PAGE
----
Initiative; or Why Han Shot First.

27 Aug

WARNING: This piece includes many references to Star Wars: A New Hope. To those who have not seen the movie, I will not apologize. Leave your refrigerator box; buy, borrow, or rent it; if only to see what Harrison Ford did before Calista Flockhart.

With advent of the release of the “original” Star War Trilogy (as well as certain YouTube parodies), I realized that, not owning a copy of the pre-technologically updated version, I will never again see Han shoot first. At the time of my first viewing of Star Wars, I was much too young to appreciate that very important lesson taught in the Mos Eisley Cantina: Initiative.

This was a rather sobering conclusion, because the first Star Wars movie is an excellent example of all the different levels of initiative in combat. In Japanese, its known as Sen, and there are four levels: Tai no Sen, Machi no Sen, Sen no Sen, and Ki no Sen.

The base level is know as Tai no Sen, or Mutual Sen. The best example is Obi Wan Kenobi and Darth Vader’s duel upon the Death Star. Two fighters square off, on even footing, neither with , nor pressing , an advantage. This is how every boxing match, UFC fight, or old west showdown in the middle of the street starts.

The next level of Sen is Machi no Sen, or Waiting Sen. This initiative is personified by Gichin Funakoshi’s second tenant, that “there is no first strike in Karate.” The warrior utilizing Machi no Sen waits for their opponent to make the first move, or more accurately, mistake. When the bar patron makes the mistake of picking on the poor whining farm boy, Obi Wan gives them the opportunity to take it down a notch; but when the guns are drawn, the first strike is made, and Obi Wan cuts them down, ending the altercation. But he didn’t have to wait for them to shoot first…

So why in the Hell would you go back 20 years later and make Han Solo look like an ass ( and Greedo like the worst shot in the Galaxy) and wait for the first shot before returning fire?! In the original Star Wars, Han shot first, and it was the perfect example of the next level of Sen, Sen no Sen, or Intercepting Sen. Han is presented with a lethal situation: three feet from an assailant with a gun, table preventing him from closing the distance and attempting to disarm his attacker. What does he do? Distracts Greedo with the little wall flick, a cash prize, then shoots Greedo before he gets shot himself. In law enforcement, lethal force is authorized when an assailant has the means (blaster), motive (money, it’s almost always money), and opportunity to use lethal force (a dark corner of seedy little cantina where amputations do little to stem business) against the officer or civilians. I believe this meets all those criteria. Han simply intercepts Greedo’s attack as it takes shape in Greedo’s mind, before it gets to his trigger finger (and cut Harrison out of two more lucrative movies). George had it right the first time; I see very little moral high ground in getting shot at point blank range.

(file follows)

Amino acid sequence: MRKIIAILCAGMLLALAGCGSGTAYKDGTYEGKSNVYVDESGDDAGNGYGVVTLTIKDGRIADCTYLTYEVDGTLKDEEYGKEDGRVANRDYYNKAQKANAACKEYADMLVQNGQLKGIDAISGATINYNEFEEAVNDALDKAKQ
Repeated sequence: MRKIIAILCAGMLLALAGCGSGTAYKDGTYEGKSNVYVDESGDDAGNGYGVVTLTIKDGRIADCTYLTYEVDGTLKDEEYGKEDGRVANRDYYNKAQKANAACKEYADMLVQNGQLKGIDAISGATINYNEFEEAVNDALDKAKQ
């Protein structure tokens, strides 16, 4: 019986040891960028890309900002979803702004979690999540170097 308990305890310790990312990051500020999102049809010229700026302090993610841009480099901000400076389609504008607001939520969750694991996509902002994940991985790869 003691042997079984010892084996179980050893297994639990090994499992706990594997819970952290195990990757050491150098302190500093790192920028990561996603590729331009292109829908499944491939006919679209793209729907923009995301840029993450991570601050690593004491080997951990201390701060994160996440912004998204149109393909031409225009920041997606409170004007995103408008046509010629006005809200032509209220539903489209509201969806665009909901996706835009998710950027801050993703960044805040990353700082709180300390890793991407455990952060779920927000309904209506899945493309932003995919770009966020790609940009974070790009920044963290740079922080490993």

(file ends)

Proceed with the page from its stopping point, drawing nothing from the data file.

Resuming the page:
The highest level is that of Ki no Sen, and it is the mental and/or psychological initiative that the warrior uses to control the situation before it becomes a situation. Seeing the potential for escalating violence, and reducing or removing that potential is the hallmark of a true master. To the uninitiated, this is the Jedi Mind Trick; Hence “these aren’t the droids you’re looking for,” is an excellent example of Ki no Sen.

I’m not there yet. Until then, I’ll just walk softly and carry a big Wookie…


One Response to “Initiative; or Why Han Shot First.”

  1. aikiology 2013/06/04 at 22:37 #

    Better late than never! In aikido I’ve seen a lot of instructors get it wrong, and misquote O’Sensei, or more accurately, incorrectly instruct students to wait for the attack. O’Sensei did not do this. He exhibited sen-no-sen, as evidenced by Saito Morihiro Sensei long teachings of what he learned in Iwama from O’Sensei: initiate the attack. In so doing, you create the opening you want: the arm you need exposed or the attack you need completed by your opponent to draw out his intention, and then respond with the gift he has given you. Love the post, and the use of a classic (destroyed in re-editing, it seems) to explain a very real and pertinent aspect of personal self-protection.

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